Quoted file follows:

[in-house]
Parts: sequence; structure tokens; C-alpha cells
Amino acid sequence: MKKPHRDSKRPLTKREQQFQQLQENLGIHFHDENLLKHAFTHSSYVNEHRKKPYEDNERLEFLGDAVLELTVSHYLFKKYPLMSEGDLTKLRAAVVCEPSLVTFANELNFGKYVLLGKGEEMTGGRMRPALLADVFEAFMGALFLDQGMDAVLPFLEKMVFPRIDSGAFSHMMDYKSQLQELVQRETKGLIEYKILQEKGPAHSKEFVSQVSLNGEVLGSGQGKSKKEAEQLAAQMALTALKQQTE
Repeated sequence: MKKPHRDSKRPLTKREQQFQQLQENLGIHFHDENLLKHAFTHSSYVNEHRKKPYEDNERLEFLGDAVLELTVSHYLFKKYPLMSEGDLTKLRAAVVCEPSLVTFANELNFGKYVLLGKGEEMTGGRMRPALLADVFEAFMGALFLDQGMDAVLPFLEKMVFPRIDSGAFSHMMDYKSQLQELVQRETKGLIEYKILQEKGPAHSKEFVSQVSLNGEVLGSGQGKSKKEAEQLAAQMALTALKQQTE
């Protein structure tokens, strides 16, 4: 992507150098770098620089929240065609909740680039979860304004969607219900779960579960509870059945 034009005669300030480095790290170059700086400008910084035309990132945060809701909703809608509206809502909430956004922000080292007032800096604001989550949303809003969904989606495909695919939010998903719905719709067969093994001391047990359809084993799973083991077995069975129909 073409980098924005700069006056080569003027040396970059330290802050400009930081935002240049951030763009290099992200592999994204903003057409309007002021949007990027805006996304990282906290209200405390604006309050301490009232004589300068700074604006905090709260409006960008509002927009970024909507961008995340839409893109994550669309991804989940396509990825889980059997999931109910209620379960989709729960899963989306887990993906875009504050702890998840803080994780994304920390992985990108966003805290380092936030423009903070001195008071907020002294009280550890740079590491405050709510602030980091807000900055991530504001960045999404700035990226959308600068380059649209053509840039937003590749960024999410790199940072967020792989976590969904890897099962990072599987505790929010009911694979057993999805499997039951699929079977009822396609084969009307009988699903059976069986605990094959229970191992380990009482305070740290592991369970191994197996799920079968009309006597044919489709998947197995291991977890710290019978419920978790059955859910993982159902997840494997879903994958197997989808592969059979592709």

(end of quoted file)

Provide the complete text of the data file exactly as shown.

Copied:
[in-house]
Parts: sequence; structure tokens; C-alpha cells
Amino acid sequence: MKKPHRDSKRPLTKREQQFQQLQENLGIHFHDENLLKHAFTHSSYVNEHRKKPYEDNERLEFLGDAVLELTVSHYLFKKYPLMSEGDLTKLRAAVVCEPSLVTFANELNFGKYVLLGKGEEMTGGRMRPALLADVFEAFMGALFLDQGMDAVLPFLEKMVFPRIDSGAFSHMMDYKSQLQELVQRETKGLIEYKILQEKGPAHSKEFVSQVSLNGEVLGSGQGKSKKEAEQLAAQMALTALKQQTE
Repeated sequence: MKKPHRDSKRPLTKREQQFQQLQENLGIHFHDENLLKHAFTHSSYVNEHRKKPYEDNERLEFLGDAVLELTVSHYLFKKYPLMSEGDLTKLRAAVVCEPSLVTFANELNFGKYVLLGKGEEMTGGRMRPALLADVFEAFMGALFLDQGMDAVLPFLEKMVFPRIDSGAFSHMMDYKSQLQELVQRETKGLIEYKILQEKGPAHSKEFVSQVSLNGEVLGSGQGKSKKEAEQLAAQMALTALKQQTE
């Protein structure tokens, strides 16, 4: 992507150098770098620089929240065609909740680039979860304004969607219900779960579960509870059945 034009005669300030480095790290170059700086400008910084035309990132945060809701909703809608509206809502909430956004922000080292007032800096604001989550949303809003969904989606495909695919939010998903719905719709067969093994001391047990359809084993799973083991077995069975129909 073409980098924005700069006056080569003027040396970059330290802050400009930081935002240049951030763009290099992200592999994204903003057409309007002021949007990027805006996304990282906290209200405390604006309050301490009232004589300068700074604006905090709260409006960008509002927009970024909507961008995340839409893109994550669309991804989940396509990825889980059997999931109910209620379960989709729960899963989306887990993906875009504050702890998840803080994780994304920390992985990108966003805290380092936030423009903070001195008071907020002294009280550890740079590491405050709510602030980091807000900055991530504001960045999404700035990226959308600068380059649209053509840039937003590749960024999410790199940072967020792989976590969904890897099962990072599987505790929010009911694979057993999805499997039951699929079977009822396609084969009307009988699903059976069986605990094959229970191992380990009482305070740290592991369970191994197996799920079968009309006597044919489709998947197995291991977890710290019978419920978790059955859910993982159902997840494997879903994958197997989808592969059979592709």